Eigenvalues of Matrix Addition

In summary: Usually, A and B have different eigenvectors, and (A+B)v will be a different eigenvector from either v. In summary, your proposed approach is invalid.
  • #1
vkillion
2
0
Hello,

I have a linear algebra problem that I need help with.

Basically, I need to get the eigenvalues and eigenvectors of several (sometimes tens of thousands) very large matrices (6^n x 6^n, where n>= 3, to be specific). Currently, we are just using MATLAB's eig() function to get them. I am trying to find optimizations for the simulations to cut down on computing time. There are three matrices that we use.

H_constant - generated before the loop. Real and symmetric about the diagonal. Does not change after initial calculation.

H_location - generated during each iteration. Diagonal.

H_final - H_constant + H_location. Therefore, it is also real and symmetric about the diagonal.

It is H_final that we need the eigenvalues and eigenvectors of. My theory is that we calculate the eigenvalues and eigenvectors of H_constant (which won't change after the initial calculation) once. We use this result with the eigenvalues of H_location (the diagonal), to get the eigenvalues and eigenvectors of H_final1. This would reduce our computation from tens of thousands of eig() calls to 1 eig() call and tens of thousands of very simple operations. I don't remember enough of my linear algebra to prove such a theory.

I hope I was able to explain the problem well enough. I hope someone is able to help me with this problem.

Thank you,

Vincent
 
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  • #2
The eigenvalues of a sum of matrices C=A+B equal the sum of their eigenvalues, that is, c_n = a_n+b_n, only in the most special of cases. A and B diagonal is one such case. In general your proposed approach is invalid.
 
  • #3
Thank you for your response.

I knew it wouldn't be as easy as adding them together. I wonder though if there isn't a closed-form solution to this, maybe there are some approximations we can make.
 
  • #4
IF A and B have the same eigenvector, v, then [itex](A+ B)v= Av+ Bv= \lambda_A v+ \lambda_B v= (\lambda_A+ \lambda_B) v[/itex]
but that is a very special situation.
 
  • #5


Hello Vincent,

Thank you for reaching out with your linear algebra problem. I understand that you need to find the eigenvalues and eigenvectors of very large matrices, and you are currently using MATLAB's eig() function to do so. You are looking for optimizations to reduce computing time, and you have a theory about using the eigenvalues of H_constant and H_location to get the eigenvalues of H_final.

Your theory is actually correct and can be proven using some basic linear algebra principles. First, let's define what eigenvalues and eigenvectors are. Eigenvalues are the values that, when multiplied by the corresponding eigenvectors, give the same matrix back. In other words, they represent the scaling factor for a particular direction in the matrix. Eigenvectors are the vectors that, when multiplied by the corresponding eigenvalue, give the same vector back. They represent the direction in which the matrix is stretched or compressed.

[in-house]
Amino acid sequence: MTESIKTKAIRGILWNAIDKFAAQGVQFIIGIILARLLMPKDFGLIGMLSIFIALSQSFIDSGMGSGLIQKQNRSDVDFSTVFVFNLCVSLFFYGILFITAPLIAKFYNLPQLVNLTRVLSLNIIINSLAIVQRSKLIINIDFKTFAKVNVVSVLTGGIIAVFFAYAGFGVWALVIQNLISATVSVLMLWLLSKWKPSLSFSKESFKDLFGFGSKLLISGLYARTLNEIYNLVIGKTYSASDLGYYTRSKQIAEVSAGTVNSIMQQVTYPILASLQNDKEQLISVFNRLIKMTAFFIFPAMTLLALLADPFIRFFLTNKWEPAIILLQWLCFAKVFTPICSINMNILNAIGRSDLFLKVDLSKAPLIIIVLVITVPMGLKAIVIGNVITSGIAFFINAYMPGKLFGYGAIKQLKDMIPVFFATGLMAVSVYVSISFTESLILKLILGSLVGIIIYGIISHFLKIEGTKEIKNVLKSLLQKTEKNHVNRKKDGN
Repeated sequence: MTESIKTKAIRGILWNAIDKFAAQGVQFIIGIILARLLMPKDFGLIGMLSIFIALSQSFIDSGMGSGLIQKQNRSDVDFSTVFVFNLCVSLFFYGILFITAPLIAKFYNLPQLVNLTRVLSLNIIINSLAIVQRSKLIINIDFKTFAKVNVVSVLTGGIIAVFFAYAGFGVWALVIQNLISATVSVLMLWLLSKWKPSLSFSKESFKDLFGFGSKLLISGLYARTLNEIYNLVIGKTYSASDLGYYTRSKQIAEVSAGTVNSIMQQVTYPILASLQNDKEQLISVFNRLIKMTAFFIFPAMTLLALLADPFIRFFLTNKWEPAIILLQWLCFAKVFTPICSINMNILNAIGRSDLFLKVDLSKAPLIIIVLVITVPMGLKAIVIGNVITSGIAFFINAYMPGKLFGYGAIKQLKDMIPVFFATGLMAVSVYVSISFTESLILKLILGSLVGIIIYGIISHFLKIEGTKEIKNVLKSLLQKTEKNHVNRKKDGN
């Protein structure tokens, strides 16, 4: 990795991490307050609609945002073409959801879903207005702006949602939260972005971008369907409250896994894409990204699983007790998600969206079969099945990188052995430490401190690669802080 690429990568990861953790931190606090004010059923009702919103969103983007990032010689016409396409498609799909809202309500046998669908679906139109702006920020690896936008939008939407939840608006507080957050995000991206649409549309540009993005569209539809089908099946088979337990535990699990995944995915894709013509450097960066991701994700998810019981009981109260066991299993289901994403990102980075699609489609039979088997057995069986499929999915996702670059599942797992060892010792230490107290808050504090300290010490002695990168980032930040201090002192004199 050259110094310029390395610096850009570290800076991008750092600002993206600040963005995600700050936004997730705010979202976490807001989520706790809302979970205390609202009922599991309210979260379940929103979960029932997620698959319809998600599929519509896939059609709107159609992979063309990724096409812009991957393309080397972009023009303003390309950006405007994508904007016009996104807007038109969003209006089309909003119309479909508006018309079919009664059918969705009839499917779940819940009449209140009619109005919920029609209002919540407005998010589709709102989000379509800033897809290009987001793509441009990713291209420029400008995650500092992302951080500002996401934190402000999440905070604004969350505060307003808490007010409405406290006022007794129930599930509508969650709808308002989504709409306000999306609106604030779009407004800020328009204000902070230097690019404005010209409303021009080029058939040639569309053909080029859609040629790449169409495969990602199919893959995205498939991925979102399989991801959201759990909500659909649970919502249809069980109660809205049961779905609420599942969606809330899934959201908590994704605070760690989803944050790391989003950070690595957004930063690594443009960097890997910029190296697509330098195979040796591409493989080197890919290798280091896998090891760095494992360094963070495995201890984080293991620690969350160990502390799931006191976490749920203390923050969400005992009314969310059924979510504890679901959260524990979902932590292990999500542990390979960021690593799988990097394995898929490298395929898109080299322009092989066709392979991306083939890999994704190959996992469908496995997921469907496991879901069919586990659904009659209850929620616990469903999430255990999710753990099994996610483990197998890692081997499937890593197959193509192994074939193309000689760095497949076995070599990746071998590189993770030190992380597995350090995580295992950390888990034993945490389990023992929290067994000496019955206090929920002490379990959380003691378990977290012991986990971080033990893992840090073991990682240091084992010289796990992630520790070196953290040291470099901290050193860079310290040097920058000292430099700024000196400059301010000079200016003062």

Now, let's look at your matrices. H_constant is real and symmetric, which means it has real eigenvalues and orthogonal eigenvectors. This makes it easier to compute the eigenvalues and eigenvectors. H_location is diagonal, which means it has the eigenvalues on the diagonal and the eigenvectors are just the standard basis vectors. H_final, being the sum of H_constant and H_location, will have the same eigenvectors as H_constant and the eigenvalues will be the sum of the eigenvalues of H_constant and H_location.

So, your theory of using the eigenvalues of H_constant and H_location to get the eigenvalues of H_final is correct. This will significantly reduce your computation time from tens of thousands of eig() calls to just one eig() call and some simple operations. I would recommend implementing this approach and testing it to see the improvement in computing time.

I hope this helps and good luck with your simulations!

Best,
 

Related to Eigenvalues of Matrix Addition

1. What are eigenvalues of matrix addition?

Eigenvalues of matrix addition are the numbers that, when multiplied by a given matrix, result in a scalar multiple of that matrix. They represent the scaling factor of the matrix and are important in various mathematical and scientific fields.

2. How are eigenvalues of matrix addition calculated?

The eigenvalues of matrix addition can be calculated by finding the roots of the characteristic polynomial of the matrix, which is obtained by subtracting the scalar variable from the diagonal elements of the matrix and then taking the determinant of the resulting matrix.

3. What is the significance of eigenvalues of matrix addition?

Eigenvalues of matrix addition play a crucial role in understanding the behavior of linear systems, such as in physics and engineering. They also have important applications in data analysis and machine learning, as they can be used to reduce the dimensionality of a dataset.

4. Can a matrix have multiple eigenvalues of matrix addition?

Yes, a matrix can have multiple eigenvalues of matrix addition, and they can be repeated. For example, a 2x2 identity matrix has two eigenvalues of 1, which are repeated.

5. What is the relationship between eigenvalues of matrix addition and eigenvectors?

Eigenvalues and eigenvectors are closely related. Eigenvectors are the corresponding vectors that, when multiplied by their corresponding eigenvalues, result in the original matrix. They represent the direction in which the matrix is scaled by the eigenvalue.

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